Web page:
The Glycemic Index and Maximising Sports Performance

sports performance

The Glycemic Index can be a helpful tool to maximise the availability of energy for both athletes and people who are seeking a healthy diet.

What is the Glycemic Index (GI)?

The glycemic index is a scale used to classify foods containing carbohydrate including breads, pasta, rice, cereals, dairy products and drinks. Each food or drink is given a score from 1-100 depending on the rate at which the food is broken down by the body, and the resulting impact it has on blood glucose levels.

The ranking of GI foods is as follows:

  • Low GI foods – 55 and under
  • Medium GI foods – 56-69
  • High GI foods – 70 and above

Carbohydrate-containing foods that break down slowly and supply glucose to the body steadily are known to have a low GI. For many people foods with a low GI are great s the basis for meals and most snacks.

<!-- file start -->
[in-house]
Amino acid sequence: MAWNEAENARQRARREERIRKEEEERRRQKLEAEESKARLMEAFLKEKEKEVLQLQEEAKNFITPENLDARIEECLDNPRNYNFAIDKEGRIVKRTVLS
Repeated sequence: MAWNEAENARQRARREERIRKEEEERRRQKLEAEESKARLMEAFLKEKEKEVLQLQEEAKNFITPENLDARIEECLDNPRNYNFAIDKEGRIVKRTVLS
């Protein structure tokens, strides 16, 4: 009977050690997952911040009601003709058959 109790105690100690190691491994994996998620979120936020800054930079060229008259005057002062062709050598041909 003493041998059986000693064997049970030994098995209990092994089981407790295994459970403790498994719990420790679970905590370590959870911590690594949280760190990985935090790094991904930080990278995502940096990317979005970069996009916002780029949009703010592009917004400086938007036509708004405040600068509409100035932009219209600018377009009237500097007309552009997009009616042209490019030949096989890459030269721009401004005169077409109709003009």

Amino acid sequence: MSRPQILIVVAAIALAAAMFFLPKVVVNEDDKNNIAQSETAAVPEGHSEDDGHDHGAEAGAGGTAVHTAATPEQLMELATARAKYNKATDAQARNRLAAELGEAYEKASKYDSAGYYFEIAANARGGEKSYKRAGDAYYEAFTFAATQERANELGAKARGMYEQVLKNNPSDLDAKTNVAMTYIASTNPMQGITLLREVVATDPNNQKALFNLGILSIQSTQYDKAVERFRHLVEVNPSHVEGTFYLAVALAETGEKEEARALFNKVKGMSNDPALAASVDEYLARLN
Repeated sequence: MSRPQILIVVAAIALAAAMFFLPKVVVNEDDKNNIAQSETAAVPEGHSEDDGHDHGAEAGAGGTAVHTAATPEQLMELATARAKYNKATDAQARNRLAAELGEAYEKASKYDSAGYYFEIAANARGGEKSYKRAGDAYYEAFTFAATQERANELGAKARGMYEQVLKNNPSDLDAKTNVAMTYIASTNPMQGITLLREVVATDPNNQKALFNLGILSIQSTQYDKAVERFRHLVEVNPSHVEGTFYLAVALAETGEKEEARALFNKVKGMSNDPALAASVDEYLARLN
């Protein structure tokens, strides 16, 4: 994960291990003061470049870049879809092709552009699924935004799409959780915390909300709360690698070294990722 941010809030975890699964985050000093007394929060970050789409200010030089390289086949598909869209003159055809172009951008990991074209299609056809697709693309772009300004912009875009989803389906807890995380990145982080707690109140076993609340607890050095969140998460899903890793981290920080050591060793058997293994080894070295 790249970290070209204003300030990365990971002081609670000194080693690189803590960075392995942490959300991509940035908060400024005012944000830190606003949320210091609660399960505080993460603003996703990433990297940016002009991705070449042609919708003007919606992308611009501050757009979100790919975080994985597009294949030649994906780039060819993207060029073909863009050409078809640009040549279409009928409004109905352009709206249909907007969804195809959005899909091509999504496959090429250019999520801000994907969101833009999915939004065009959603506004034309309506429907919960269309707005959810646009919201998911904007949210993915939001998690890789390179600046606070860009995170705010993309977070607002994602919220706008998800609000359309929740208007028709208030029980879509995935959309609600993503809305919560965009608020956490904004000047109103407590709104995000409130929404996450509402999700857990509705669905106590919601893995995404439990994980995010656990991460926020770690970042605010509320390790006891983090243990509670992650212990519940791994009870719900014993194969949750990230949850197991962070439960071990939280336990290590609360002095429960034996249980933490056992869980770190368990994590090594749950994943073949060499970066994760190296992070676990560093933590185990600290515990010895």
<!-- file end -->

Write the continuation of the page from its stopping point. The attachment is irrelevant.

Carbohydrate-containing foods that break down quickly and release a rapid supply of glucose are known to have a high GI. Pure glucose is the most rapidly absorbed form of carbohydrate and has a score of 100. In sports nutrition, high GI carbohydrates are often helpful to supply additional fuel during exercise.

Note: Some foods do not have a GI value as they don’t contain any carbohydrate, e.g. Meat, fish, eggs, oil, margarine and cheese.

What can affect the GI value?

There are many factors that can affect the glycemic index including how the food is processed, prepared and cooked. For example, potatoes will vary in GI value depending on how old they are.

Other things that affect GI include:

  • The type of starch in the food – Different types of rice have different GI values as they contain different types of starch.
  • Fat and protein eaten at the same time as carbohydrate can delay emptying of the stomach and in turn, will often slow the absorption of carbohydrate
  • The amount of fibre in a food can affect the glycaemic index, often with fibre making a food lower GI.

It is therefore important to use GI as a tool within the realm of what you already know about healthy eating. There are some peculiar cases with GI, such as low fat ice-cream having a low GI. This is because of its protein and fat content, so it doesn’t necessarily translate that food with a low GI will always make for a snack you will choose every day. To make healthy food and drink choices, it’s important to use GI alongside the nutrition guidelines.